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Best Way To Study PowerPoint Slides

Discussion in 'Optometry' started by FLeyeGUY, Sep 21, 2014.

  1. FLeyeGUY

    FLeyeGUY 5+ Year Member

    May 13, 2009
    We all know there are some classes that are basically a never-ending cascade of PowerPoint slides...

    I'm looking for a better approach to studying these darned things. I was wondering if anyone was willing to share their preferred strategies, techniques, etc

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  3. mathcod

    mathcod 5+ Year Member

    Dec 1, 2008
    I'm personally not a fan of power point presentations as the predominant form of notes for a class because of their bare-bones skeleton nature. Worse is if the power points are written in fragment sentences.

    If you have means of re-listening or re-watching lectures, I feel this is the way to go in conjunction with the power point slides. This way you can hear the speaker give emphasis, repeat things, etc to give you ideas on what is important or not. If they spend 5-10 minutes on a power point slide, you can bet it is important. If they read a bullet point in 3 seconds verbatim and move on without ever revisiting it, it probably isn't that useful.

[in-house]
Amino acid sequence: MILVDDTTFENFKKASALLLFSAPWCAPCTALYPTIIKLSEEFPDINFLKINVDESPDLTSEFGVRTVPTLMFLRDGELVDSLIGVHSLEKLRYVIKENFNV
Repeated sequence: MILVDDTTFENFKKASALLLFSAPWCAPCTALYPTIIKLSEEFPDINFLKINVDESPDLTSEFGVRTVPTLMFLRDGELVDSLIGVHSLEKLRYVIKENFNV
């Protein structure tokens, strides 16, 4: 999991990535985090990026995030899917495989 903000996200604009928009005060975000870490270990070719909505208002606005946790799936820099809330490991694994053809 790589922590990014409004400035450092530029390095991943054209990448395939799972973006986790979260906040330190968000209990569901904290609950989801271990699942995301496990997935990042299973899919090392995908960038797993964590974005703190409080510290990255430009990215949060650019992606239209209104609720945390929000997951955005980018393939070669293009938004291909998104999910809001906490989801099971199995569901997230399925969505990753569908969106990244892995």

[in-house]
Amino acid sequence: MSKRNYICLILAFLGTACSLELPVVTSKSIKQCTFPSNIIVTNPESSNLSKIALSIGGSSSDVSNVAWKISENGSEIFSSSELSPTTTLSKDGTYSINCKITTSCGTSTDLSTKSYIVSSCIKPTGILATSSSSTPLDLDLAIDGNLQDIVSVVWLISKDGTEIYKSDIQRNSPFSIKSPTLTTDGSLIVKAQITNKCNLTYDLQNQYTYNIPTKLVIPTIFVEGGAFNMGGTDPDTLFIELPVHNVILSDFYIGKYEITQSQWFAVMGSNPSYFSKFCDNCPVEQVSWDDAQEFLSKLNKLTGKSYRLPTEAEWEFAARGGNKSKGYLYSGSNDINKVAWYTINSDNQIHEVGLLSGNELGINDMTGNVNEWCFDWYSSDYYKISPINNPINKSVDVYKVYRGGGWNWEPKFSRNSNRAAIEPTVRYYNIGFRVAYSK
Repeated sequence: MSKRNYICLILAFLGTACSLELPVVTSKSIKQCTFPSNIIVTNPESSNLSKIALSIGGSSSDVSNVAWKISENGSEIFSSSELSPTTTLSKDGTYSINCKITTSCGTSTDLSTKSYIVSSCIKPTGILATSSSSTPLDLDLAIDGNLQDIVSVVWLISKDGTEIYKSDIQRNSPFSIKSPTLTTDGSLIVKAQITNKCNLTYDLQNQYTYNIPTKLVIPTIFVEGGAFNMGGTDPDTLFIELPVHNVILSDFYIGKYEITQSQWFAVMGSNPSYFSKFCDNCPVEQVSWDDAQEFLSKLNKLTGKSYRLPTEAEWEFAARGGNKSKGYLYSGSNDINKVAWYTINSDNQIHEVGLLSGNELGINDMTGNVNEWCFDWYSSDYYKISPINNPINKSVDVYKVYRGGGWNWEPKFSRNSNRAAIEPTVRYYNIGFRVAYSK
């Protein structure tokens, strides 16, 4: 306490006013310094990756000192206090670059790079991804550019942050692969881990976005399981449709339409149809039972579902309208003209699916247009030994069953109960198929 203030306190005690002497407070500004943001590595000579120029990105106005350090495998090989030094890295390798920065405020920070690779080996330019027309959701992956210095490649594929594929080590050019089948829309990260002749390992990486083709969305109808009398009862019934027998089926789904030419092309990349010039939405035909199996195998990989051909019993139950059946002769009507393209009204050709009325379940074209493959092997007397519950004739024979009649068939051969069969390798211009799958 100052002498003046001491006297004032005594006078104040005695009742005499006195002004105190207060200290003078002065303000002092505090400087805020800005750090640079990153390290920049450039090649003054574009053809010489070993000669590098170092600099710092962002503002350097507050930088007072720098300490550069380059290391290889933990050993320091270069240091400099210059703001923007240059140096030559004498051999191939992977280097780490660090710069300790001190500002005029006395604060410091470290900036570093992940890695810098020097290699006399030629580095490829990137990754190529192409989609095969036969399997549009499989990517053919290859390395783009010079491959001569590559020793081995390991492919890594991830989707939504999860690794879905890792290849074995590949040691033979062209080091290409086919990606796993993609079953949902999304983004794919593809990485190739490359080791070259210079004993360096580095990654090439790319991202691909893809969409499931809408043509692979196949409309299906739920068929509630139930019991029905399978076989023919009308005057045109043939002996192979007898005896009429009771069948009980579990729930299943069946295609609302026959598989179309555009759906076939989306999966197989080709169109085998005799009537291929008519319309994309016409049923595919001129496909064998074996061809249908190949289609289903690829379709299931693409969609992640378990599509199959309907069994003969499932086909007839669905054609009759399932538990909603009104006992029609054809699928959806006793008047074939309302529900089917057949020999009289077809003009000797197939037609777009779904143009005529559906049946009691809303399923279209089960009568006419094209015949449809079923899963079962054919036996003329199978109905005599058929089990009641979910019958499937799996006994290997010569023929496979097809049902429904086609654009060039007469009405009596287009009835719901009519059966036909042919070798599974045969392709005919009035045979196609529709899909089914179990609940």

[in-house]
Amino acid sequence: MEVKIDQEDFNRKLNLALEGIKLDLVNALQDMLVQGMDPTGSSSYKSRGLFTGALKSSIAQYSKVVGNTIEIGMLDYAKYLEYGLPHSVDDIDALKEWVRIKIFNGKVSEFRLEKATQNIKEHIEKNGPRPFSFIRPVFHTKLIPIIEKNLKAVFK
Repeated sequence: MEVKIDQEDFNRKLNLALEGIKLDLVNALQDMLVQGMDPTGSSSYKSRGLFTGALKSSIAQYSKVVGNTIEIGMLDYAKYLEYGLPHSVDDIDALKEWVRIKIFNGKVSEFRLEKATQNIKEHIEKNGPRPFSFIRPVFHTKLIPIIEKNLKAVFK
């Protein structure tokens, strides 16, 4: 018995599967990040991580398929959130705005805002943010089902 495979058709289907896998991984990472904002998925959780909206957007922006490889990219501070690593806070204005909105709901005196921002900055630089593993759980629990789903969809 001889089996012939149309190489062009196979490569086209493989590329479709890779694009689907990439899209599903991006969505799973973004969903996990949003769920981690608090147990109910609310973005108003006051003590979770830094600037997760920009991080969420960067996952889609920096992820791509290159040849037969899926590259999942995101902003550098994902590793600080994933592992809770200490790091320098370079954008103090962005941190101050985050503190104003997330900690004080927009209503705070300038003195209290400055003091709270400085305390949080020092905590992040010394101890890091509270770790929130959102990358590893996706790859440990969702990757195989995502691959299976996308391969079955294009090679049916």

Some of my classes had <400 words on their 1 hour power point lecture. Re-reading those same 400 words in my opinion was just memorization. I had a friend who could tell me information and tell me that it was from the lower left slide on page 3 but couldn't really synthesize or construct with that information. I personally had to read the slide, re-listen to the lecture, and read outside, related texts to get perspective on what was important to know. The more overlaps and emphasis of information, the more relevant it was.

    It may sound time-consuming but to me it was way faster and way more meaningful than reading the same 400 words four or more times.
  4. Commando303

    Commando303 7+ Year Member

    Mar 12, 2009
    I never was fanatic about going through PowerPoint slides (though they are fine as subsequent references). I believe my primary approach to active/initial classroom education was attending lectures and listening to professors, making my own notes as we went along.

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